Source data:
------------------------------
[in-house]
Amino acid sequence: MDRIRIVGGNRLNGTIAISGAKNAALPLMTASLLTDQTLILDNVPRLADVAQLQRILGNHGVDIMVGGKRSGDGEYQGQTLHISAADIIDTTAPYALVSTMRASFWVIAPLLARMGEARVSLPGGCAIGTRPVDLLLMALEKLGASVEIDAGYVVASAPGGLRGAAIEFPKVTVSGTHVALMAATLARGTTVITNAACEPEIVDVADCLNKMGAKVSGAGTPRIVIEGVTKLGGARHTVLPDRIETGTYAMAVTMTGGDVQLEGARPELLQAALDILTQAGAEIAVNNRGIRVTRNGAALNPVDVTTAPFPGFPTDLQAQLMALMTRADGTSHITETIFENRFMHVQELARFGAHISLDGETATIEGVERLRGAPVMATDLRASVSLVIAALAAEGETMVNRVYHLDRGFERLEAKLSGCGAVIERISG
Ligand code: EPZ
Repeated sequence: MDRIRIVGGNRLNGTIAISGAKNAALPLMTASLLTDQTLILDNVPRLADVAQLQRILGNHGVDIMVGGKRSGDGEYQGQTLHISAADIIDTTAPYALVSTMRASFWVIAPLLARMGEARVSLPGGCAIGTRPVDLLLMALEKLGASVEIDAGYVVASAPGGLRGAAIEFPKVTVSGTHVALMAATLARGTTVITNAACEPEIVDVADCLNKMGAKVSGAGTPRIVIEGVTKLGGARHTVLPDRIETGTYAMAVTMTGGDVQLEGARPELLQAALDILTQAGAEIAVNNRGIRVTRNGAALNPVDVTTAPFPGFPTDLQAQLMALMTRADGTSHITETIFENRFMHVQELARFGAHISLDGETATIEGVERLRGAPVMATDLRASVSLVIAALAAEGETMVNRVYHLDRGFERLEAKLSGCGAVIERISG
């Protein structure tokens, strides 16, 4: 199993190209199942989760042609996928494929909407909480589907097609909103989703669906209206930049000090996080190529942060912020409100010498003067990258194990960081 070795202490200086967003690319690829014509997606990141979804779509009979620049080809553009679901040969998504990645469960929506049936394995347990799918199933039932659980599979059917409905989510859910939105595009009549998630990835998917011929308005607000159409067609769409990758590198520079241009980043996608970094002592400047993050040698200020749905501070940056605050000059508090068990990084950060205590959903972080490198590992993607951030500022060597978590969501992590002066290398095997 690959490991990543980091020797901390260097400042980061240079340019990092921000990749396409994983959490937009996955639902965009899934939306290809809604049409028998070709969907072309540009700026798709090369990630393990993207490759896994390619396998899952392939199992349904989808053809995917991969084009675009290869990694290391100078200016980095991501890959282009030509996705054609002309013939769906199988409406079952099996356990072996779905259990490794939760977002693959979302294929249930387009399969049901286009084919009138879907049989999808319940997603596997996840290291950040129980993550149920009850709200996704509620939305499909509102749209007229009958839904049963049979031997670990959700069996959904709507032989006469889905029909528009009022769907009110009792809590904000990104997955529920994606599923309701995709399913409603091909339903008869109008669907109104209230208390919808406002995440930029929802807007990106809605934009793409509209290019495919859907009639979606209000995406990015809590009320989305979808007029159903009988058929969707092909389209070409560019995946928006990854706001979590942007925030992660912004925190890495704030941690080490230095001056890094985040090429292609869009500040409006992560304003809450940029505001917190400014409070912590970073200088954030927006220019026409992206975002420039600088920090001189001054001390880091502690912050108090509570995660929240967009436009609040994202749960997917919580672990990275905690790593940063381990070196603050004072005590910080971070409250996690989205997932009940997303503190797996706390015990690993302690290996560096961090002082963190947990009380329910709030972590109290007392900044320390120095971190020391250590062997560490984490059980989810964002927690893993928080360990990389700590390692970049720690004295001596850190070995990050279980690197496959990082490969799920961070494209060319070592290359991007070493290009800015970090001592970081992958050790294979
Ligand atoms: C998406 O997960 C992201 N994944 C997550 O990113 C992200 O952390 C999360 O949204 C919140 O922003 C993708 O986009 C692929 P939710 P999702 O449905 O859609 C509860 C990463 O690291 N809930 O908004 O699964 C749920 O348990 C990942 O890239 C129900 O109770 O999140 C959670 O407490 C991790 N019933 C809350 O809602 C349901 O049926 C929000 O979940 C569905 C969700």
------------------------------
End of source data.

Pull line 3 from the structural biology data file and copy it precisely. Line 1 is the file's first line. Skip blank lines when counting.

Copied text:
Ligand code: EPZ